The Contact Center — Critical to a Bank’s Omni-Channel Strategy
The Evolution of Customer Service and What it Means for the Contact Center
With the increasing complexity of today’s connected world, the contact center is evolving into the interaction hub of financial services institutions. The contact center is not only responsible for support, interaction, education and data gathering, but it is expected to be able to handle a constantly evolving array of more complex issues. With this growing responsibility, it is more important than ever to ensure that the contact center is part of a bank’s digital fabric and that there are strong linkages between the contact center and the other channels your customers are using — e.g., branch, ATM, SMS, chat, email, IVR, social, etc.
In a recent blog, Chris Skinner writes, “7% of customers in the past two years expressed their displeasure by moving from one bank to another. A further 17% thought about switching, but decided against it, citing fear of costs when things go wrong, the hassle involved and fear of a negative effect on credit rating.” Financial institutions cannot afford this level of attrition, especially since some estimates put acquisition costs for retail banking customers at about $200 with revenue generation per customer per annum at only $150. To reduce churn, financial institutions must focus on delighting customers through exceptional service. The contact center can serve as the hub of these exceptional experiences only when approached proactively instead of reactively.
From Multi-Channel to Omni-Channel
Traditionally, multi-channel offerings have developed in a reactive way, because customers have demanded that services be provided through more than one channel. This has often resulted in services being built as independent silos, creating inconsistent experiences. Today’s banking customers expect more. They don’t care about the integration behind the scenes and the different departments and various analytical tools that vary by channel. It is up to the bank to create a unified experience regardless of its internal operations. It is not enough to create a solid strategy for each channel. It is essential to embrace a holistic view of all of them. A holistic approach creates a stronger brand in customers’ minds which is key to preventing customer churn.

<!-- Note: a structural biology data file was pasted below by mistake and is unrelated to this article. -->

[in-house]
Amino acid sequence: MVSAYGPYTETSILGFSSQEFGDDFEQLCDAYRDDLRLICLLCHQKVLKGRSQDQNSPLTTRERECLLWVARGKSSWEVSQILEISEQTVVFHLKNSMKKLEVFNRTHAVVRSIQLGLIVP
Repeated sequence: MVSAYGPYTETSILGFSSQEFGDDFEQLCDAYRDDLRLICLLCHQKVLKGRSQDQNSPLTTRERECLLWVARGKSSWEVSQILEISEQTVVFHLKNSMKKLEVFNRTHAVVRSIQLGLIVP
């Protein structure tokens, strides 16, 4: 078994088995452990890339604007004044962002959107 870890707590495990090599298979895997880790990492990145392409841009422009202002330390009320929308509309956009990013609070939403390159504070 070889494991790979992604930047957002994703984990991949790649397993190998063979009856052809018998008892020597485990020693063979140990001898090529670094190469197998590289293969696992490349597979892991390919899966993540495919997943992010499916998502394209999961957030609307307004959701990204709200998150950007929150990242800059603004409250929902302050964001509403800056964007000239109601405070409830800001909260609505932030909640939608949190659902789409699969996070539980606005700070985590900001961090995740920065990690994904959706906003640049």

Research from Google has shown that 98 percent of Americans switch between devices in the same day.
Since approximately 46 percent of the population are managing their finances online, this means that banking customers are switching between devices before completing a single financial activity. Financial institutions need to ensure that these interrupted transactions are completed as seamlessly as possible on the next device. Focusing on an omni-channel strategy will not only enhance the customer experience. It will simultaneously bring important benefits to those financial institutions that opt for this strategy. It will enable them to use resources more efficiently, build comprehensive customer data and form enhanced interactions that continue over different channels. A strategic, intelligent omni-channel strategy will allow financial institutions to build deep relationships with customers in an increasingly competitive landscape. Those that fail to implement a successful omni-channel strategy risk facing significant customer loss to nimble new entrants to the market.
To have a true omni-channel environment, it is critical to track and share data across channels so agents have a real-time view into customer case history. This translates into an effortless and seamless experience for customers as well. To achieve this, financial institutions should leverage a technology platform that unifies communication channels and provides a 360-degree view of the customer in a single agent interface.
Automated Technologies and the Future of the Contact Center
Artificial intelligence (AI) software using natural language processing (NLP) and sentiment analysis can help customer service reps deal with a wide range of customer issues. These new technologies can listen to calls and evaluate the impact on the customer, such as how the issue was resolved, whether the customer’s loyalty will increase in the future because of the call, and recommendations of what could have been done to de-escalate calls when customers are unhappy. AI-driven sentiment analysis is enabling contact centers to rely more on chatbots that allow for quick responses to simple questions and 24/7 support. Many financial institutions are using AI to deliver automated, personalized and monitored experiences that elevate customer service while also making work easier for customer service employees. The key to delighting customers with exceptional experience is to have AI and customer service reps work together. The bots are there to answer simple and frequently-asked questions, while the customer service reps are the real problem solvers.